Thursday, April 19, 2007

Parading Fees

Is anyone in the media paying attention to New Orleans anymore? Sure, maybe to score a quick political point, but are they really looking at the rebuilding issues facing NOLA residents? That’s why Downbeat deserves credit for a piece in the May issue, “Disputes Suggest Hardening in Crescent City’s Music Culture,” about the dramatic increase in the fee charged by the city to social clubs for parade permits: “up more than 300 percent, from $1,200 to $3,790.” According to David Kunian’s feature:

“In the past, the Jazz and Heritage Foundation and the Norman Dixon Sr. Foundation have paid the fees, but now they can only afford a percentage, and the clubs are forced to come up with the rest.”

Lawsuits are pending (the legal merits of which I won’t speculate on). Clearly, these fee increases, called by many a tax on NOLA’s indigenous culture, will jeopardize the survival of second-lining as it has been known. Of course, some nutroots have blamed this policy on Pres. Bush. Quick review: we have a Federal political system, with separate layers of government. Complaints should be addressed to Mayor Nagin, who has indeed been named in the suit.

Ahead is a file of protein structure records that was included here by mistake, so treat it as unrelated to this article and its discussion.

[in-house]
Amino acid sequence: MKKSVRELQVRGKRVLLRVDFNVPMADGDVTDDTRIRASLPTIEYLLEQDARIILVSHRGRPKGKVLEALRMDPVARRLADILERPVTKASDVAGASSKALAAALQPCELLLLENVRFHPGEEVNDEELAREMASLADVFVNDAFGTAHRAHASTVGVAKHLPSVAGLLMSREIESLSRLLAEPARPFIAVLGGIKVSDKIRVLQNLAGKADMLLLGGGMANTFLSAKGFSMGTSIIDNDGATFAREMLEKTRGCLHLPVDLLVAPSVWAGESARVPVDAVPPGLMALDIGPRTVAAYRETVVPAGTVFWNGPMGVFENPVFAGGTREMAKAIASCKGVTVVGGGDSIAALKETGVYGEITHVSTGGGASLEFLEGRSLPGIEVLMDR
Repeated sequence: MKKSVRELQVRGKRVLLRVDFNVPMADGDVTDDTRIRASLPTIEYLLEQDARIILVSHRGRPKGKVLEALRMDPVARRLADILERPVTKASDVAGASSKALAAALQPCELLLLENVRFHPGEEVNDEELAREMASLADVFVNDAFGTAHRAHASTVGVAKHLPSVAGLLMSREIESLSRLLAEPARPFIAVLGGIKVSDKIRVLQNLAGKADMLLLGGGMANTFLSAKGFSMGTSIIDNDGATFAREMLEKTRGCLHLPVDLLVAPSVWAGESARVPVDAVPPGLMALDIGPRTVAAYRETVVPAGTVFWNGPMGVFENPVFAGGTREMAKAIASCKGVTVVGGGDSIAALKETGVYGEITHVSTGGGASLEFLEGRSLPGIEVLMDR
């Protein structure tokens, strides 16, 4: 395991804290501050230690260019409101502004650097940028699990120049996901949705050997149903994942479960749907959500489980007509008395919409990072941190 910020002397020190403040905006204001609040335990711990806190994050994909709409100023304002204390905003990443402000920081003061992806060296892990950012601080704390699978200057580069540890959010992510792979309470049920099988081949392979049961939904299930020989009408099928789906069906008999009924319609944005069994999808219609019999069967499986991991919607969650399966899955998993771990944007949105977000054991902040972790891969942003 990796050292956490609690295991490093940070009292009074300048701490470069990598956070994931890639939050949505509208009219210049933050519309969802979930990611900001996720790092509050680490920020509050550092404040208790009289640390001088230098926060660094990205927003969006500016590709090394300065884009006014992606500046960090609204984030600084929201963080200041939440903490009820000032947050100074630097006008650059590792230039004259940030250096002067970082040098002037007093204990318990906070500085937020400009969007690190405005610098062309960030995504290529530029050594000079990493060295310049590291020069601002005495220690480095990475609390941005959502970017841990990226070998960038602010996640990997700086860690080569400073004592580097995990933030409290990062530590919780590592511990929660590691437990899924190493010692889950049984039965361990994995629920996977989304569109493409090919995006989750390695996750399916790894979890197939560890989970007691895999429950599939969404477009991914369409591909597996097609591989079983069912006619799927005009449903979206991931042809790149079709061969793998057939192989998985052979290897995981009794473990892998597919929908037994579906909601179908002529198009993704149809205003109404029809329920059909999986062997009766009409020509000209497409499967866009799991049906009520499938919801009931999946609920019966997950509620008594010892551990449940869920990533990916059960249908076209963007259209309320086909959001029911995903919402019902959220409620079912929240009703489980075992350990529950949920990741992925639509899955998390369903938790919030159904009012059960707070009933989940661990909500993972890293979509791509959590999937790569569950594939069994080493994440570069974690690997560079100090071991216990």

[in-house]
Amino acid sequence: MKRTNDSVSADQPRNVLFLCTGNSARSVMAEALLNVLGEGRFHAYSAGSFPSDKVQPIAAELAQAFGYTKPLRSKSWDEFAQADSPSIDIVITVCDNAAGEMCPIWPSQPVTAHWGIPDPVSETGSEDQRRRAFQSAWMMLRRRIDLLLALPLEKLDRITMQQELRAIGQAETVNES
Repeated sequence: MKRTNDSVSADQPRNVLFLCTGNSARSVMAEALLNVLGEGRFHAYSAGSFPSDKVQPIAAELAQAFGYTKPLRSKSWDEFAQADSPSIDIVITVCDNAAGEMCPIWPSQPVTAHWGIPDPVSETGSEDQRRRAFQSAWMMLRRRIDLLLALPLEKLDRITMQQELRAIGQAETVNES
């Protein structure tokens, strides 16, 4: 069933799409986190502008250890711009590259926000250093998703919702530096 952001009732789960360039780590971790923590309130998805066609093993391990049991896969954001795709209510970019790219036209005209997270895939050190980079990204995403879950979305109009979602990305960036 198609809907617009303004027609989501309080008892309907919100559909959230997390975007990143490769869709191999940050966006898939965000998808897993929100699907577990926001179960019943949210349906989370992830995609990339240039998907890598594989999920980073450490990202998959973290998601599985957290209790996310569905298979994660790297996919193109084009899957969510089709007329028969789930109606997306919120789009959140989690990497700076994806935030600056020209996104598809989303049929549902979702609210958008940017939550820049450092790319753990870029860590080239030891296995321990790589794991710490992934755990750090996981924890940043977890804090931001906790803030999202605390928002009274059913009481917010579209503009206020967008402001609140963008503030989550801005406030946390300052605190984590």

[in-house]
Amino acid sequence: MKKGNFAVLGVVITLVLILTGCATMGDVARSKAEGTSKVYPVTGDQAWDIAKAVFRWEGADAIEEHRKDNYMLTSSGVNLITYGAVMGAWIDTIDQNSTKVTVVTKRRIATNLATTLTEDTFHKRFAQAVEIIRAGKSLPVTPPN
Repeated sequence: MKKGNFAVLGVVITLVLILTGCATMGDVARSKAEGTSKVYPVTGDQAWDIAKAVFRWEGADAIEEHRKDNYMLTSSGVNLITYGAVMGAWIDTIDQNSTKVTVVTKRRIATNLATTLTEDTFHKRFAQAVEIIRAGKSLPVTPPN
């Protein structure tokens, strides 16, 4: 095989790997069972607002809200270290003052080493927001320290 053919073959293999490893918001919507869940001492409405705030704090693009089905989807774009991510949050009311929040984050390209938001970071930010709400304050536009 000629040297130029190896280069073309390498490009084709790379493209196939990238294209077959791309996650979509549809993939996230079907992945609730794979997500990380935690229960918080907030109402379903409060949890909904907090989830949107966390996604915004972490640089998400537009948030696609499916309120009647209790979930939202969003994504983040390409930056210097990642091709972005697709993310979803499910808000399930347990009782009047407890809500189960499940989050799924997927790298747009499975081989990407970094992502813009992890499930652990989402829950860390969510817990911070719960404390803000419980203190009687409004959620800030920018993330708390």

If nothing else, this policy seems like the height of ingratitude by the local government. Jazz has certainly let itself be used by the city as a rallying symbol in the city’s fundraising and rebuilding efforts. In Kunian’s piece, Tamara Jackson of the New Orleans Second Line Coalition and Task Force is quoted saying:

“We’re the only culture that is taxed that much. When the city holds special events, they look for second-lines. When we need their support, they’re not there.”

One takes her point. However, with crime on the rise, it might be fair to an extent for the police department to argue their costs of providing security have increased. D.A. Eddie Jordan has made conditions much worse with his refusal to indict all manner of suspected felons, resulting in their eventual release back on the streets in sixty days under Louisiana law. Arguably, second-liners now have another reason to get rid of Jordan.